All Saints Day

All Saints Day (November 1) is a Holy Day of Obligation.  Mass will be celebrated at 6:00pm in St Stephen Church on Tuesday, October 31 (Vigil) and at 6:30am and at 9:00am (the School Mass) at  St. Henry Church on November 1.  The 6:00pm Vigil Mass will be preceded by a Holy Hour with Exposition of the Blessed Sacrament beginning at 4:45pm

All Hallows’ Eve

Halloween or All Hallows’ Eve is not a liturgical feast on the Catholic calendar, but the celebration has deep ties to the Liturgical Year. These three consecutive days ”” Halloween, All Saints Day and All Souls Day ”” bring to mind the Communion of Believers. On earth we are called the “Church Militant,” because we are striving to get to heaven.  We pray for the “Church Suffering,” the souls in Purgatory, especially on All Souls Day (and even the entire month of November). We also honor and ask the intercession of the “Church Triumphant,” those souls, whether canonized or uncanonized, who are in Heaven.

In England, saints or holy people are called “hallowed,” hence All Saints Day was  “All Hallow’s Day.” The evening before the feast became popularly known as “All Hallows’ Eve” or even shorter, "Hallowe’en."

Since Vatican II, some liturgical observances have been altered, one being that the practice of a “fast prior to a feast” is no longer required. Originally, the days preceding great solemnities, like Christmas and All Saints Day, had a penitential nature, requiring abstinence from meat, fasting and prayer. Although no longer required by the Church, it is still a devout practice to prepare oneself spiritually before great feast days.

Since it occurred the night before All Saints Day, Halloween was a vigil and required fasting. Many recipes and traditions were attached to this evening, including pancakes, boxty bread, barmbrack (Irish fruit bread with hidden charms), colcannon (a combination of cabbage and boiled potatoes). The night was also known as “Nutcracker Night” in England, where the family gathered around the hearth to enjoy cider and nuts and apples.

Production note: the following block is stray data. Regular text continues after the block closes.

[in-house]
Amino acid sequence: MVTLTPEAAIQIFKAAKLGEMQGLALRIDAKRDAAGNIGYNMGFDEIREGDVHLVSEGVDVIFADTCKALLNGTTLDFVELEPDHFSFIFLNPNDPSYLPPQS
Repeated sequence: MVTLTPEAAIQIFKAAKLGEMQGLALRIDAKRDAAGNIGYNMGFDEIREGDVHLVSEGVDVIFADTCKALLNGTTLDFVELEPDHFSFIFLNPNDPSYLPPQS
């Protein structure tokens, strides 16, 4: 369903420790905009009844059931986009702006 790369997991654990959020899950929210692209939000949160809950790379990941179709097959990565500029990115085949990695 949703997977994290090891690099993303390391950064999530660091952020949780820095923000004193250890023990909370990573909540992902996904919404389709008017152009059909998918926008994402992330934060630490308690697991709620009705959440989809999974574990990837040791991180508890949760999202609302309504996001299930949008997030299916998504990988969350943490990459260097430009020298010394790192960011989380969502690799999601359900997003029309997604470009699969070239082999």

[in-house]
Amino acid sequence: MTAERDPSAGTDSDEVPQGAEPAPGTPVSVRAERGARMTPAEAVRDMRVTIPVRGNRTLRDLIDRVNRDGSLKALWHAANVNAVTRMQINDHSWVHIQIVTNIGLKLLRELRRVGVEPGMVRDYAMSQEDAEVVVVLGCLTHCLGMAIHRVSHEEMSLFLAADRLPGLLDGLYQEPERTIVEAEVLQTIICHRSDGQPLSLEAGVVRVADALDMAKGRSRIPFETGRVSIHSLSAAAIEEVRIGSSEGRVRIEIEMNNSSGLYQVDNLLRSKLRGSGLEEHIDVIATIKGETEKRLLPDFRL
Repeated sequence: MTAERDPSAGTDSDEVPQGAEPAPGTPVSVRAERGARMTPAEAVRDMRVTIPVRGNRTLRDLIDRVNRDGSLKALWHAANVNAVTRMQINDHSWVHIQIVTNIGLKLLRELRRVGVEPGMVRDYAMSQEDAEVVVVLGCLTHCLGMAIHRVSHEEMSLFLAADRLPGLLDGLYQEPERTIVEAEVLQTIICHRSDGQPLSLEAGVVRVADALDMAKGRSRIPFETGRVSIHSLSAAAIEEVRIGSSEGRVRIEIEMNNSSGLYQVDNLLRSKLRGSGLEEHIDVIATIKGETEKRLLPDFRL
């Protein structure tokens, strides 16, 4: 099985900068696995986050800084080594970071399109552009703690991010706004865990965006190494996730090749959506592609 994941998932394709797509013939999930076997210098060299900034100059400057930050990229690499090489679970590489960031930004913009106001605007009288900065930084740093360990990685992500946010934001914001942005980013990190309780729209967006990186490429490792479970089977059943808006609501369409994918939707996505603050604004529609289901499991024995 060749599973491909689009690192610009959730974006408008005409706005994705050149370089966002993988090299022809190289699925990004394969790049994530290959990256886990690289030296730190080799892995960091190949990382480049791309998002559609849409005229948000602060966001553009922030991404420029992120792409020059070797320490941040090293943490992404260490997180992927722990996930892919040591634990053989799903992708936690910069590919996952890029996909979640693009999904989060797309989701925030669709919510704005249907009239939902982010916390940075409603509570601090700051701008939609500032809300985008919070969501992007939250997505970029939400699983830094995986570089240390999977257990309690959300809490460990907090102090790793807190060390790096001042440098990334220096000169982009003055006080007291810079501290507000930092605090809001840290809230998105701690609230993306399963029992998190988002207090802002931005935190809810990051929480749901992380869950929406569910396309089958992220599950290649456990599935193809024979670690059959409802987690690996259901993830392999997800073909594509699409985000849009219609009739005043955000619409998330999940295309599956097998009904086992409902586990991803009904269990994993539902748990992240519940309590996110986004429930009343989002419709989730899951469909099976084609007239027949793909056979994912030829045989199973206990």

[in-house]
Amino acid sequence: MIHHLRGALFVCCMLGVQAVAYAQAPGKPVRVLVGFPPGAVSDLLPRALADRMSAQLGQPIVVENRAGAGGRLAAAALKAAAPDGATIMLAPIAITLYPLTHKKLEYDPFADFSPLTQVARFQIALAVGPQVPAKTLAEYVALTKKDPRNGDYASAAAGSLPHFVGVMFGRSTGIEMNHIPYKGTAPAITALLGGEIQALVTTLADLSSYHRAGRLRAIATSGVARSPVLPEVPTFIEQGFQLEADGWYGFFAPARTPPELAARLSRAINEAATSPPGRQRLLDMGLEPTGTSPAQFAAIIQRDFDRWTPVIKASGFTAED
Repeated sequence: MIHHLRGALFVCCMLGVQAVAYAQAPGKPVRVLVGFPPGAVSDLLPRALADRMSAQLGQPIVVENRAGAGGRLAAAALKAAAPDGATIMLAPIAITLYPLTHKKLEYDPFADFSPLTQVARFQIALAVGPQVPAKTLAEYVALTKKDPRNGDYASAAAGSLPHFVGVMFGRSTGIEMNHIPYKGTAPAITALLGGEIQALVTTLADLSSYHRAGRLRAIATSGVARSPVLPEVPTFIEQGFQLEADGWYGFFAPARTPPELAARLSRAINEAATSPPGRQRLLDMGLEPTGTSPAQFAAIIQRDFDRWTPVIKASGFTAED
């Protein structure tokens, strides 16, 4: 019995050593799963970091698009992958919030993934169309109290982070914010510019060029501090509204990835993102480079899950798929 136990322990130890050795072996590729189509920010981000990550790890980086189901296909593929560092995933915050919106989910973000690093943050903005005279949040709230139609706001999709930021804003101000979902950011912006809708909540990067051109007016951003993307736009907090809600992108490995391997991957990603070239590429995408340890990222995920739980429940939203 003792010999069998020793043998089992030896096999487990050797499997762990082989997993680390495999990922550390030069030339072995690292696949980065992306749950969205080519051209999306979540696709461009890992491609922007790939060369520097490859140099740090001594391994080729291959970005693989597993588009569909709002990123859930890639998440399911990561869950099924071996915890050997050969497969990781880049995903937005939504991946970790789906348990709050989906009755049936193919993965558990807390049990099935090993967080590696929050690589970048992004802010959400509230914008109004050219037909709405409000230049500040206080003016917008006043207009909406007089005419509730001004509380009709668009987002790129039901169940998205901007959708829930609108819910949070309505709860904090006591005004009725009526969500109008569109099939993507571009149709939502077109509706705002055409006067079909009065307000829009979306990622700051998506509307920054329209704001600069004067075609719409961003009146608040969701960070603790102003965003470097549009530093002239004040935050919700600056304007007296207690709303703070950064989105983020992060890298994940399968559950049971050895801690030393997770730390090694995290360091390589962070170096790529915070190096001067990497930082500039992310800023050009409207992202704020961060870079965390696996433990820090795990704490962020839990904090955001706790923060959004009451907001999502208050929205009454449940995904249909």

Halloween is the preparation for the two upcoming feasts of All Saints Day and All Souls Day. Although neither demons nor witchcraft have a place in a Catholic celebration, some macabre elements can be incorporated into Halloween. Skulls are often used in Catholic art as a “memento mori” or “reminder of death,” since it is good to remind ourselves of our impending death and the Poor Souls in Purgatory. But, ultimately, everything points to the glory of Heaven and the saints surrounding the throne of God.

St. Francis of Assisi – Blessing of the Pets

October 1 at Noon

Feast Day – October 4

Many of the stories that surround the life of St. Francis of Assisi deal with his love for animals. Part of his appreciation of the environment is expressed in his Canticle of the Sun, a poem written in Umbrian Italian in perhaps 1224 which expresses a love and appreciation of Brother Sun, Sister Moon, Mother Earth, Brother Fire, etc. and all of God’s creations personified in their fundamental forms.  Francis’ attitude towards the natural world, while poetically expressed, was conventionally Christian. He believed that the world was created good and beautiful by God but suffers a need for redemption because of the primordial sin of man. He preached the universal ability and duty of all creatures to praise God (a common theme in the Psalms) and the duty of men to protect and enjoy nature as both the stewards of God’s creation and as creatures ourselves.  This Sunday, all pets are invited into the courtyard between the church and the school at 12:00 noon, after the 10:30am Mass for the Blessing of the Pets.  Please make sure that your pets can play “nice” before bringing them over!

Christmas Giving Tree

The Society of St. Vincent de Paul needs your help. A Christmas Giving Tree has been set up next to the St. Anthony Statue which has on it ornaments with gift requests from needy families.  If you can, please pick an ornament from the tree then return the gift with the ornament and place under the tree by Sunday, December 17. Monetary donations are also welcome.  Thank you for always being so generous in our efforts to help the needy of our parish!

Poinsettias!

Poinsettias for the Sanctuary during Christmas can be purchased in the name of a deceased love one.  The cost is $25.00 per plant, and names will be recorded in the bulletin and on the parish website. Please use the red colored forms on the tables in the back of church.

Pro-Life Activities


Every Saturday at 11:00 a.m. we pray the Rosary at the Woman’s Health Care Center on the corner of General Pershing and Magnolia near Oschner Baptist Hospital. This facility is one of at least three abortion centers in the New Orleans area and just outside of our parish boundaries. Please join us!